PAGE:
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Why are women living longer than men?

Felisha Mitchel (2022-04-16)


Everywhere in the world women live longer than men - but this was not always the case. The available data from rich countries shows that women didn't live longer than men in the 19th century. What's the main reason women are more likely to live longer than men? What is the reason the advantage has grown in the past? We only have a few clues and the evidence is not strong enough to make an informed conclusion. We know that biological, behavioral and environmental factors contribute to the fact that women are healthier than men; however, we do not know how significant the impact of each one of these factors is.

Independently of the exact amount, we can say that at a minimum, the reason why women live so much longer than men and not in the past, has to be due to the fact that a number of important non-biological aspects have changed. These variables are evolving. Some are well known and relatively straightforward, like the fact that men smoke more often. Others are more complicated. For example, there is evidence that in rich countries the female advantage increased in part because infectious diseases used to affect women disproportionately a century ago, so advances in medicine that reduced the long-term health burden from infectious diseases, especially for survivors, ended up raising women's longevity disproportionately.

Everywhere in the world women tend to live longer than men
The first chart below shows life expectancy at birth for men and women. It is clear that every country is above the diagonal line of parity. This implies that a baby girl from any country can expect to live longer than her older brother.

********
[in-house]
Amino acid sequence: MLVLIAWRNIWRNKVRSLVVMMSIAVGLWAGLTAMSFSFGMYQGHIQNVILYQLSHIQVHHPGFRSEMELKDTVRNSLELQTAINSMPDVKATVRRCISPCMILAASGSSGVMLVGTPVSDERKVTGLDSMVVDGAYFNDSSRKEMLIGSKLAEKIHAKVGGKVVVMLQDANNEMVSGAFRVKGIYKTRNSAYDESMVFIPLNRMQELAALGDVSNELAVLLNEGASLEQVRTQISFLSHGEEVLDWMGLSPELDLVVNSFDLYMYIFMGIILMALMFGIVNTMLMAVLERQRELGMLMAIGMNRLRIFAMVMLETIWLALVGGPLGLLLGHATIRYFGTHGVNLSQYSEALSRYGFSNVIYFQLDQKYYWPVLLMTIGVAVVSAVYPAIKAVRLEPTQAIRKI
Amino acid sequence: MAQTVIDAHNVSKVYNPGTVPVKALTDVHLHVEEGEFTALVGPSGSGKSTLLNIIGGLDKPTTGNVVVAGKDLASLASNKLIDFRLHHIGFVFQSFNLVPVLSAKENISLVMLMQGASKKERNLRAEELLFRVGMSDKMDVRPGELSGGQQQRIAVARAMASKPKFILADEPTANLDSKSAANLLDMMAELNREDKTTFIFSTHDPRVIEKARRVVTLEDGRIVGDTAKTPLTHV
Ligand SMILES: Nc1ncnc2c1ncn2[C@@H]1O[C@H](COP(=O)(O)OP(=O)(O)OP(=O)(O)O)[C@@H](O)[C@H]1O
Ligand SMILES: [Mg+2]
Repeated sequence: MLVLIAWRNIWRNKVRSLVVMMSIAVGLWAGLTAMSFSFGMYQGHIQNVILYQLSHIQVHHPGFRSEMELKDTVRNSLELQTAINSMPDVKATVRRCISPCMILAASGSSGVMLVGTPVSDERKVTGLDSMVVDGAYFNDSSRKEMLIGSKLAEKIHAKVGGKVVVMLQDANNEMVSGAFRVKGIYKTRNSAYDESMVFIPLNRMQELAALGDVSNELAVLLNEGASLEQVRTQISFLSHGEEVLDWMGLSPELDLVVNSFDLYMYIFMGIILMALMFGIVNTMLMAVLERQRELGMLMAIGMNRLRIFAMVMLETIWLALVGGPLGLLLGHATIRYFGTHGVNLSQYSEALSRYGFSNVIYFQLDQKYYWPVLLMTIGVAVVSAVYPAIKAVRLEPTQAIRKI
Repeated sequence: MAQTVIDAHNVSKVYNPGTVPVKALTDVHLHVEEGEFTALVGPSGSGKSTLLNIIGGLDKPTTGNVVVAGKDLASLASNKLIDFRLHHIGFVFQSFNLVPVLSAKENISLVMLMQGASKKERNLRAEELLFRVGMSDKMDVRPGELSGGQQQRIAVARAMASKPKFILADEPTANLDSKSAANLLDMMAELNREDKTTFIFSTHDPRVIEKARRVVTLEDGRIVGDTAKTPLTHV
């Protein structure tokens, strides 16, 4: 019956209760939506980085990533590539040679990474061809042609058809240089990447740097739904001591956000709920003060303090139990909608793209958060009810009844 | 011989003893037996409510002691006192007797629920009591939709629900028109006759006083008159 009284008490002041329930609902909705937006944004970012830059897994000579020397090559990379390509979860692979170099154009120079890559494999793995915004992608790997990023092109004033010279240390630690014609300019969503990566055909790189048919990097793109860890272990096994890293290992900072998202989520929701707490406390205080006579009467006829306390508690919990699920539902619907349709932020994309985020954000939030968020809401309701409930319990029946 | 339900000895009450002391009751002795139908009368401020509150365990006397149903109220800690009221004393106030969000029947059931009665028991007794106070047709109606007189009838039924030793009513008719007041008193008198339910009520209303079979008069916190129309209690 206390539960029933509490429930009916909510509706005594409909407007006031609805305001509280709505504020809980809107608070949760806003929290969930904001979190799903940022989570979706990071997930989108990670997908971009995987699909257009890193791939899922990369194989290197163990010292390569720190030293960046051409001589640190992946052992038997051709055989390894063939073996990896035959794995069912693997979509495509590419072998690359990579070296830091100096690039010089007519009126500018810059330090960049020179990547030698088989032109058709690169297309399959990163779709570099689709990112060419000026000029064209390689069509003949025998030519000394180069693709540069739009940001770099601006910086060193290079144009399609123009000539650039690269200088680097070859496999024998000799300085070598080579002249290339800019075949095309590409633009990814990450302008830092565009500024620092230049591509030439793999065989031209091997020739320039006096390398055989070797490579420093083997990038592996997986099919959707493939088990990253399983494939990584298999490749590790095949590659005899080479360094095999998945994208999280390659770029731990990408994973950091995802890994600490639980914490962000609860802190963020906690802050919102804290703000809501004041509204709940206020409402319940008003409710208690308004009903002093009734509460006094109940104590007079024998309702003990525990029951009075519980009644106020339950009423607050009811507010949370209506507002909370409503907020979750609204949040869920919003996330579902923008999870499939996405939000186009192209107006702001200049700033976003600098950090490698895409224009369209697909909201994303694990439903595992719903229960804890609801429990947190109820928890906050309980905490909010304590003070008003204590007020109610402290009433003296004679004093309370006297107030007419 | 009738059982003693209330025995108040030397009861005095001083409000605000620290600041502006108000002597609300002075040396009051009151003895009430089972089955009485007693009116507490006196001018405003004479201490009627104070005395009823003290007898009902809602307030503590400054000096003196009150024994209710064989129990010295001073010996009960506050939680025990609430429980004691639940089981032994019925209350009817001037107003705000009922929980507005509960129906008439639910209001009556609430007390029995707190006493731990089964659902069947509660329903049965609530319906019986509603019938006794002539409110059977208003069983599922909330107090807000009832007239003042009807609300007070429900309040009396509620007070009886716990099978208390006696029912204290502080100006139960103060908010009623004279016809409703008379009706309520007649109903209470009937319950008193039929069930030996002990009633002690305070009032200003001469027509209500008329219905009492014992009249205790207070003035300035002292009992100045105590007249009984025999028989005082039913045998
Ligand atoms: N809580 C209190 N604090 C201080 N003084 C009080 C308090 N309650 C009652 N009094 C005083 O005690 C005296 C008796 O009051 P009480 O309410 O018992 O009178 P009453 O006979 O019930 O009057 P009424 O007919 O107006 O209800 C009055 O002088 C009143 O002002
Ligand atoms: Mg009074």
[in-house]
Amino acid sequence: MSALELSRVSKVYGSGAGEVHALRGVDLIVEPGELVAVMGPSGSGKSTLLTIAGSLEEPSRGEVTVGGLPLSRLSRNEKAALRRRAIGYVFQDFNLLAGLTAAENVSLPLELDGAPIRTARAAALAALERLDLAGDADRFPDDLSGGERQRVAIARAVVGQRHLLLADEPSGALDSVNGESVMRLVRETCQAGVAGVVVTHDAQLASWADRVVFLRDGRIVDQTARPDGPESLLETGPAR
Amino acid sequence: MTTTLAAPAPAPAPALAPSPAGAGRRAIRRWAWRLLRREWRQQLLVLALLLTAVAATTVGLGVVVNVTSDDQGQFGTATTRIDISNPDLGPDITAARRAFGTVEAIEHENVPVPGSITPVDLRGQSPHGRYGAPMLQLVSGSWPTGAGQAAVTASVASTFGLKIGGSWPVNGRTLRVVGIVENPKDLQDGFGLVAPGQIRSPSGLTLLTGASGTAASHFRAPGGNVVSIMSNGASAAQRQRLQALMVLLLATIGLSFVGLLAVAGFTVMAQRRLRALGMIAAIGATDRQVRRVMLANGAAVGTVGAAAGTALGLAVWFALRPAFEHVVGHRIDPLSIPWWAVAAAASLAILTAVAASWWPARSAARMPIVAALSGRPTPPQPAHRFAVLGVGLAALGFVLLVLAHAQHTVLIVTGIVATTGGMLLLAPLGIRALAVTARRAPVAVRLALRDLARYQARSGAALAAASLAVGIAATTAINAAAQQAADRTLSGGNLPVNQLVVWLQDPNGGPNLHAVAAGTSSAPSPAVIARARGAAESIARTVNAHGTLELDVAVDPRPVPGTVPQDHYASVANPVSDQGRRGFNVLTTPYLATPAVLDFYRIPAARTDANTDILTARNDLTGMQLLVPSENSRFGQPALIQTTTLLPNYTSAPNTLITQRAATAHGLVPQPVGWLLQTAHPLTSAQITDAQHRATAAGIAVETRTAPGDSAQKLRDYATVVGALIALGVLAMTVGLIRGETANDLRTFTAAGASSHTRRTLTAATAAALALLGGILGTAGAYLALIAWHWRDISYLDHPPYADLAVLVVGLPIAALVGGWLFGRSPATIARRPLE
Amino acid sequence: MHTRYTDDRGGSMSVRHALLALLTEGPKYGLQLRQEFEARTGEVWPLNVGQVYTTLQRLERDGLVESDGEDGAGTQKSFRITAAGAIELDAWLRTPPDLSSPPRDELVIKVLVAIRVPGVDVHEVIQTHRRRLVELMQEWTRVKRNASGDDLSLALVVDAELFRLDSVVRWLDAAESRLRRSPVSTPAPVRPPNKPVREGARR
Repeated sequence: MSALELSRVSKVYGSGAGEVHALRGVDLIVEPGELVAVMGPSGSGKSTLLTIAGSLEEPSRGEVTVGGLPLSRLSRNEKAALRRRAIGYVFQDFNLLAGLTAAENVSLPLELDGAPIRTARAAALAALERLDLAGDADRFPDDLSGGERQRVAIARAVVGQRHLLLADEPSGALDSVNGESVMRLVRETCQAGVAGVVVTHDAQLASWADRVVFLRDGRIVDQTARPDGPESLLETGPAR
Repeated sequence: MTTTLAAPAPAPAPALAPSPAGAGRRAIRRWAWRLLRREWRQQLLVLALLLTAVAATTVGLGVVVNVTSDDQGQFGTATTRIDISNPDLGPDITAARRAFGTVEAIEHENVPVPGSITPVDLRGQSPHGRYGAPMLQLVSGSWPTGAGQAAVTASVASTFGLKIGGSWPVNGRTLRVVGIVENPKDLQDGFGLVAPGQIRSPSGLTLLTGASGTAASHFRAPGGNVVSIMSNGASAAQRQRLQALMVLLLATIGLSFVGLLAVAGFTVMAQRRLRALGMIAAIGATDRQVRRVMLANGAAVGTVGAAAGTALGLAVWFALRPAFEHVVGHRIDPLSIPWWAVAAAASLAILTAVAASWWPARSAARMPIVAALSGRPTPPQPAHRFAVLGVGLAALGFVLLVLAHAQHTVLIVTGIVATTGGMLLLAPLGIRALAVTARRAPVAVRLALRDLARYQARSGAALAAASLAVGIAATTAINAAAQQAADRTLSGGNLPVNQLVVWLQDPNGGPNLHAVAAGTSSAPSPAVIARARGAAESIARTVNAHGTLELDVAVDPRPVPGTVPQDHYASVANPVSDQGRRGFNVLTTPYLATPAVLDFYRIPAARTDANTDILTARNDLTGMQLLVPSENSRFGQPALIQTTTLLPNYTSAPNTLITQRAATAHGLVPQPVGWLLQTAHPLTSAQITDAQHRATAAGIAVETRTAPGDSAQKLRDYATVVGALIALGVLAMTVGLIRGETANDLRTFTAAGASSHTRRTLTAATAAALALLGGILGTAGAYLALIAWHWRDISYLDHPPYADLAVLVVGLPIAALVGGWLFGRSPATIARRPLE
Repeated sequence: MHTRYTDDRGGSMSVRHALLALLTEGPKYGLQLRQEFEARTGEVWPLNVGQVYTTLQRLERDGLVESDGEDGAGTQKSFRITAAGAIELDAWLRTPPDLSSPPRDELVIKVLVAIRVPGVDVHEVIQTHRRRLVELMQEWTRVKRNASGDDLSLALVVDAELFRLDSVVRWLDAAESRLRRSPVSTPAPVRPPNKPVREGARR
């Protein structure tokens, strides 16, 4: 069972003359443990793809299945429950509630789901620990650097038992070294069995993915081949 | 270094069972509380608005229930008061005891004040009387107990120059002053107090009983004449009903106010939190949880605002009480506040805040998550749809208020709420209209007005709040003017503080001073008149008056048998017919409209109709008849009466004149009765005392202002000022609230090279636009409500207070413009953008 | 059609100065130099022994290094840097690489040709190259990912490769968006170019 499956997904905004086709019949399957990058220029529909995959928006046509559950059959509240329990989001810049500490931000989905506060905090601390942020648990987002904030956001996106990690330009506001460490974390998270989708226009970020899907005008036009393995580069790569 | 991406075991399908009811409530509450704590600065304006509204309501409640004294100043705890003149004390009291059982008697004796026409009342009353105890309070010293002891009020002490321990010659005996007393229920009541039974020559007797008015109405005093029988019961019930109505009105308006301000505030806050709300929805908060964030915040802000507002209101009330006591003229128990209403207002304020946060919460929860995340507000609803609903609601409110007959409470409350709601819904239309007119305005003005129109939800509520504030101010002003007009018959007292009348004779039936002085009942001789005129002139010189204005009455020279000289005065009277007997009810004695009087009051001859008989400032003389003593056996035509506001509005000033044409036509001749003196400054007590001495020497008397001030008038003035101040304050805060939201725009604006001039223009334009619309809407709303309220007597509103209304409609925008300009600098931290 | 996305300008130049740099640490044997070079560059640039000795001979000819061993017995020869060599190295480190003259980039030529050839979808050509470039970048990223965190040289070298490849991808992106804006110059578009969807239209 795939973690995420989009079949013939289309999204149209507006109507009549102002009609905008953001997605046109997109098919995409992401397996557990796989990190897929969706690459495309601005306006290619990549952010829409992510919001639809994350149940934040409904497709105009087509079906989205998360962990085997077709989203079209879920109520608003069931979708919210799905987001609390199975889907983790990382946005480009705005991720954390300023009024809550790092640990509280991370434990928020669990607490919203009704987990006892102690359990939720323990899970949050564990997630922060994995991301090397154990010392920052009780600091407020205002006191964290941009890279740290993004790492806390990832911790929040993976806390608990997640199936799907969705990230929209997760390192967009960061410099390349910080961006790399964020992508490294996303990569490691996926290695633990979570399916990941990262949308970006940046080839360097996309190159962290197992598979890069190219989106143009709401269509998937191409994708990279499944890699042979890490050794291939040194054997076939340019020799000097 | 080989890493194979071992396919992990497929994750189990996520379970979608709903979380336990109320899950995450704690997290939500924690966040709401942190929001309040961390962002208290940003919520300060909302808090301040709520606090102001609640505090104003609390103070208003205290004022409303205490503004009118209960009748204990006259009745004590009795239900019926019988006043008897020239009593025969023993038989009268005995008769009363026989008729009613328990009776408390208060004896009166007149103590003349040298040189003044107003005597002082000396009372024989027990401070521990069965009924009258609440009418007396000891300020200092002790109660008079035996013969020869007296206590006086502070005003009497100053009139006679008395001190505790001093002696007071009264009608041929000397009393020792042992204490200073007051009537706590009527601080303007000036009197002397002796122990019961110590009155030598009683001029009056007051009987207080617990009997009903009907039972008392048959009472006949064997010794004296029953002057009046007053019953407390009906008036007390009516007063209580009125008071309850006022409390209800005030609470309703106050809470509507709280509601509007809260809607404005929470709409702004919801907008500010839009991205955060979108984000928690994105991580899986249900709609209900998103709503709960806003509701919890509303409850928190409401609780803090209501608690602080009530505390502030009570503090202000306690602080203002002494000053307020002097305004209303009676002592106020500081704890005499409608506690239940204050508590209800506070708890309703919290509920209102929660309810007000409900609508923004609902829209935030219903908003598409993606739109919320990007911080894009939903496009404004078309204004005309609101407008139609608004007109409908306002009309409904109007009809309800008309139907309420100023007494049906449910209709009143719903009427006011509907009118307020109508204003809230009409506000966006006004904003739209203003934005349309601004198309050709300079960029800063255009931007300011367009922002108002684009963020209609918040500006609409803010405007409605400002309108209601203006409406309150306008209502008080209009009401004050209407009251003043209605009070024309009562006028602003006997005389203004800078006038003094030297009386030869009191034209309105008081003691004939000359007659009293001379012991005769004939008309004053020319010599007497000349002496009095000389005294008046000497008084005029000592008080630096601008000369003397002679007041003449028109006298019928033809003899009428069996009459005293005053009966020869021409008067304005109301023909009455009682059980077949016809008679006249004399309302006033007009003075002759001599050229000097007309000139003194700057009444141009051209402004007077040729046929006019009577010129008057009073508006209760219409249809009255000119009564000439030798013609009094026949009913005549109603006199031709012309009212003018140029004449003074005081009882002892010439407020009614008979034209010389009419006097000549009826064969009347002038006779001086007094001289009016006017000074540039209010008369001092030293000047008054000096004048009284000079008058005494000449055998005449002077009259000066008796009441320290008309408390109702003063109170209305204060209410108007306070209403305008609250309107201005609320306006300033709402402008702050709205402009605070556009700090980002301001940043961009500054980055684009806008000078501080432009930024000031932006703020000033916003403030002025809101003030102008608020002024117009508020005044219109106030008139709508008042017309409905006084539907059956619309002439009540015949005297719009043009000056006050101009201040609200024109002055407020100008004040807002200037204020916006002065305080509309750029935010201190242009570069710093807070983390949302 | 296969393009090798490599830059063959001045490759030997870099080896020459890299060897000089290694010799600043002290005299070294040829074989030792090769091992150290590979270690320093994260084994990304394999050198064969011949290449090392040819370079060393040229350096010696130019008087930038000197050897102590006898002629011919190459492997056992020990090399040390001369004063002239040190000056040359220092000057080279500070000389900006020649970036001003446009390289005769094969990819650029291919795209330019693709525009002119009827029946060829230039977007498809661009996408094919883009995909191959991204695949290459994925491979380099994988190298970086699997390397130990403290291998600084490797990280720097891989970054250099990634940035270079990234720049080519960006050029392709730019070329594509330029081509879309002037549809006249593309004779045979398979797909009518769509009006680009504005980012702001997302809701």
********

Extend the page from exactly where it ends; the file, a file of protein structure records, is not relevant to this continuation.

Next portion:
This chart shows that, although there is a women's advantage everywhere, cross-country differences could be significant. In Russia women are 10 years older than males; while in Bhutan the difference is less than half one year.

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The advantage women had in life expectancy was smaller in rich countries than it is today.
Let's look at how the gender advantage in life expectancy has changed over time. The chart below shows male and female life expectancies at the birth in the US from 1790 to 2014. Two points stand out.

There is an upward trend. Both genders in America live longer than they were 100 years ago. This is in line with historical increases in life expectancy everywhere in the world.

Second, the gap is increasing: While the female advantage in terms of life expectancy was very small however, it has grown significantly over time.

You can verify that these principles are also applicable to other countries that have information by clicking on the "Change country" option in the chart. This includes the UK, ابر التخسيس France, and Sweden.